Illustration Award: Montes, Marisa. (2006). Los gatos black on Halloween. (Illustrated by Yuyi Morales). New York : Henry Holt and Company. PRIM-FIC M779ga
Easy to read, rhyming text about Halloween night incorporates Spanish words, from las brujas riding their broomsticks to los monstruos whose monstrous ball is interrupted by a true horror.
Narrative Award: Canales, Viola. (2007). The tequila worm. New York : Wendy Lamb Books. INTR-FIC C212te
Sofia grows up in the close-knit community of the barrio in McAllen, Texas, then finds that her experiences as a scholarship student at an Episcopal boarding school in Austin only strengthen her ties to family and her "comadres."
Illustration Award: Mora, Pat. (2005). Doña Flor : a tall tale about a giant woman with a great big heart. (Illustrated by Raul Colón). New York : Knopf. PRIM-FIC M827do
Doña Flor, a giant lady with a big heart, sets off to protect her neighbors from what they think is a dangerous animal, but soon discovers the tiny secret behind the huge noise.
Narrative Award: Alvarez, Julia. (2002). Before we were free. New York : A. Knopf. INTR-FIC A473be
In the early 1960s in the Dominican Republic, twelve-year-old Anita learns that her family is involved in the underground movement to end the bloody rule of the dictator, General Trujillo.
Illustration Award: Morales, Yuyi. (2003). Just a minute : a trickster tale and counting book. San Francisco : Chronicle Books.
In this version of a traditional tale, Senor Calavera arrives at Grandma Beetle’s door, ready to take her to the next life, but after helping her count, in English and Spanish, as she makes her birthday preparations, he changes his mind.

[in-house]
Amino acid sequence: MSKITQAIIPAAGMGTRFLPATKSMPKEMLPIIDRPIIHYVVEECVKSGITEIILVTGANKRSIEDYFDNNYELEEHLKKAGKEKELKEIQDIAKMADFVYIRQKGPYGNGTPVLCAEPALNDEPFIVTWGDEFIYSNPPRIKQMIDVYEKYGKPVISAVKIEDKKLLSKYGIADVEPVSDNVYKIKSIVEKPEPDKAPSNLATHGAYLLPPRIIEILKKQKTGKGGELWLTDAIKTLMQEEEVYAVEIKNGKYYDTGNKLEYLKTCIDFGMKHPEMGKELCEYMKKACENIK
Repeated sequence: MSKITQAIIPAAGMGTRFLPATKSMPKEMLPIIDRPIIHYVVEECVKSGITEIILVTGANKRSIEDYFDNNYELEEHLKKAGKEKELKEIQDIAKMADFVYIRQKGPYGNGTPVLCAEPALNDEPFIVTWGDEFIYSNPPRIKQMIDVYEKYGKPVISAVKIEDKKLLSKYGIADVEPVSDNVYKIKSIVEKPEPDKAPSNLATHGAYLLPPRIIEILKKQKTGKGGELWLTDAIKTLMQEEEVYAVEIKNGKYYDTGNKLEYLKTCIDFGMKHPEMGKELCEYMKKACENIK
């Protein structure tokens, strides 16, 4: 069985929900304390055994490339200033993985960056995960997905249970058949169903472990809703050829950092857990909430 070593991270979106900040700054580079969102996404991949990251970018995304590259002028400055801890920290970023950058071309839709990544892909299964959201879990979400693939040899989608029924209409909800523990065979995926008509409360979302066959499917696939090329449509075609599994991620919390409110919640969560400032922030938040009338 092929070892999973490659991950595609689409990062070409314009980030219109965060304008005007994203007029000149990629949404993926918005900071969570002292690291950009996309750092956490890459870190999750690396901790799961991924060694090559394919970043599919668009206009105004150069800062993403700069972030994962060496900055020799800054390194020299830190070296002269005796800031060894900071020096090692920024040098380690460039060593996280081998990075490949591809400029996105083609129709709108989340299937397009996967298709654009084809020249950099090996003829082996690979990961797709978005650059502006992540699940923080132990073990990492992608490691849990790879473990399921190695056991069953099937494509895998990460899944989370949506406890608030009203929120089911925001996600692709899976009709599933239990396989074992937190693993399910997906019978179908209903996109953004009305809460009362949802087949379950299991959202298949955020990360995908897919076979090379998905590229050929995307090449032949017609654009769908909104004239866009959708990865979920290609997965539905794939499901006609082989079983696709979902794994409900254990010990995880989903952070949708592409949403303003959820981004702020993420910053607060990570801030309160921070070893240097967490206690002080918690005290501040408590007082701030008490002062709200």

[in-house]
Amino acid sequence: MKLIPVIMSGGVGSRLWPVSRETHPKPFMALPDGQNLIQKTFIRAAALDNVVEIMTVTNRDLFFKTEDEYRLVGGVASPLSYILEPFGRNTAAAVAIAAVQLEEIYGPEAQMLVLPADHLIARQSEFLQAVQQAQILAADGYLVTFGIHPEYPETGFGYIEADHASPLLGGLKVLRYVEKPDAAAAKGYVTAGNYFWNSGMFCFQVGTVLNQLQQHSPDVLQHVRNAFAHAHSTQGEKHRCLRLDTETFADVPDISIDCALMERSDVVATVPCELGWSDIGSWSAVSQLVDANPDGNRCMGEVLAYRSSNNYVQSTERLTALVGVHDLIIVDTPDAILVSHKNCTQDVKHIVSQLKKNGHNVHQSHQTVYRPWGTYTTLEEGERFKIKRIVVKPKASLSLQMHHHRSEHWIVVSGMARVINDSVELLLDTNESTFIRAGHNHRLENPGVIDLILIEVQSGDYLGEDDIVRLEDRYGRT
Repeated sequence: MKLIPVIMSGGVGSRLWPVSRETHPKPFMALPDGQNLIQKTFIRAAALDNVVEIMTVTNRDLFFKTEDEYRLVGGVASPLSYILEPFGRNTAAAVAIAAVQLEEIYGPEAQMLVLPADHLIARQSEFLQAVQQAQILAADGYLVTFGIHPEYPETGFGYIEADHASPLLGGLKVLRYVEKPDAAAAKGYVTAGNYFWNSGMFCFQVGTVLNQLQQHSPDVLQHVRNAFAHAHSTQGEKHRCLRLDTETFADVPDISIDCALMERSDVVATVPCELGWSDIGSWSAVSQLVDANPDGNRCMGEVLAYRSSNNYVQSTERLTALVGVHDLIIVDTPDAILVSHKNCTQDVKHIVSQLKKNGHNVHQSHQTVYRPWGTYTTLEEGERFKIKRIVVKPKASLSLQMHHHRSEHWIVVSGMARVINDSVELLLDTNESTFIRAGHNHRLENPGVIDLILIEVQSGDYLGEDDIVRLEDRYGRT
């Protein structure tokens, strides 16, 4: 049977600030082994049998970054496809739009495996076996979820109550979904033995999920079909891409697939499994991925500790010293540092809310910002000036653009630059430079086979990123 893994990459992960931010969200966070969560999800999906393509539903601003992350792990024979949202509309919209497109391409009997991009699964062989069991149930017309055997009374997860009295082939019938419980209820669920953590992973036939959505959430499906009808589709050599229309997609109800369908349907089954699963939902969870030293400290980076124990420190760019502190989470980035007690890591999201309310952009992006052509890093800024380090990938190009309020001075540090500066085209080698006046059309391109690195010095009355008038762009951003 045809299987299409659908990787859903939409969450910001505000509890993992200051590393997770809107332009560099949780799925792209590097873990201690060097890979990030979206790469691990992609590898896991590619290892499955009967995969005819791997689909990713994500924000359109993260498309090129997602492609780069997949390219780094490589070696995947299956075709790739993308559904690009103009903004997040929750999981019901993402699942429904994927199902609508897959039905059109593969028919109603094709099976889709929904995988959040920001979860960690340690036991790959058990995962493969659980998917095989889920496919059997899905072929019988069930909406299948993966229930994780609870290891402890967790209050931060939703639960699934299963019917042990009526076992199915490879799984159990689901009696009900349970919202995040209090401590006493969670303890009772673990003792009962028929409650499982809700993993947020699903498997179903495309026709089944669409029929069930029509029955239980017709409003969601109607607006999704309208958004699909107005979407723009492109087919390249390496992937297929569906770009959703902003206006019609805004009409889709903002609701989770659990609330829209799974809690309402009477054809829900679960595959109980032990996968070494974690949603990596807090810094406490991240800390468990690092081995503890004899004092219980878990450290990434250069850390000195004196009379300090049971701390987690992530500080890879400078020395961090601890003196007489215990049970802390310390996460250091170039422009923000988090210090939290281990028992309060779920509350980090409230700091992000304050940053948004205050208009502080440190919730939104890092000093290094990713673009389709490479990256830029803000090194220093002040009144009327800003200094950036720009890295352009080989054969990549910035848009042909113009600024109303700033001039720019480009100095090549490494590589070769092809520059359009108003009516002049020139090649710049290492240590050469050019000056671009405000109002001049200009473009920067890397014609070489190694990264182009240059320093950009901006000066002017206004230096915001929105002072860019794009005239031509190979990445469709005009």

Narrative Award: Ryan, Pam Muñoz. (2000). Esperanza rising. New York : Scholastic Press. INTR-FIC R9893es
Esperanza and her mother are forced to leave their life of wealth and privilege in Mexico to go work in the labor camps of Southern California, where they must adapt to the harsh circumstances facing Mexican farm workers on the eve of the Great Depression.
Illustration Award: Soto, Gary. (2000). Chato and the party animals. (Illustrated by Susan Guevara). New York : Putnam.
Chato decides to throw a "pachanga" for his friend Novio Boy, who has never had a birthday party, but when it is time to party, Novio Boy cannot be found.
Narrative Award: Ada, Alma Flor. (1998). Under the royal palms : a childhood in Cuba. New York : Atheneum Books for Young Readers. 921 A191a
The author recalls her life and impressions growing up in Cuba.
Illustration Award: Garza, Carmen Lomas. (1999). Magic windows. San Francisco, Calif. : Children’s Book Press. 306.85 L839m
In Spanish and English, Carmen Lomas Garza portrays her family’s Mexican customs through cut-paper work.
Narrative Award: Martinez, Victor. (1996). Parrot in the oven : mi vida : a novel. New York : HarperCollins Publishers. INTR-FIC M3858pa
Manny relates his coming of age experiences as a member of a poor Mexican American family in which the alcoholic father only adds to everyone’s struggle.
Illustration Award: Soto, Gary. (1997). Snapshots from the wedding. (Illustrated by Stephanie Garcia). New York : G.P. Putnam’s. PRIM-FIC S7184sn
Maya, the flower girl, describes a Mexican American wedding through snapshots of the day’s events, beginning with the procession to the altar and ending with her sleeping after the dance.
Narrative Award: Ortiz Cofer, Judith. (1996). An island like you : stories of the barrio. New York : Puffin Books. INTR-FIC C674is & 861 O77i
Twelve stories about young people caught between their Puerto Rican heritage and their American surroundings. Day in the barrio -- Bad influence -- Arturo’s flight -- Beauty lessons -- Catch the moon -- An hour with Abuelo -- The one who watches -- Matoa’s mirror -- Don Jose of La Mancha -- Abuela invents the zero -- A job for Valentin -- Home to El Building -- White balloons.
Illustration Award: Soto, Gary. (1995). Chato's kitchen. (Illustrated by Susan Guevara). New York : Putnam’s. PRIM-FIC S7184ki
To get the "ratoncitos," little mice, who have moved into the barrio to come to his house, Chato the cat prepares all kinds of good food: fajitas, frijoles, salsa, enchiladas, and more.
For more information, contact:
Martha Eberhart, Reference Librarian
416 Library Drive
Duluth, MN 55812
Revised and updated 3/23/13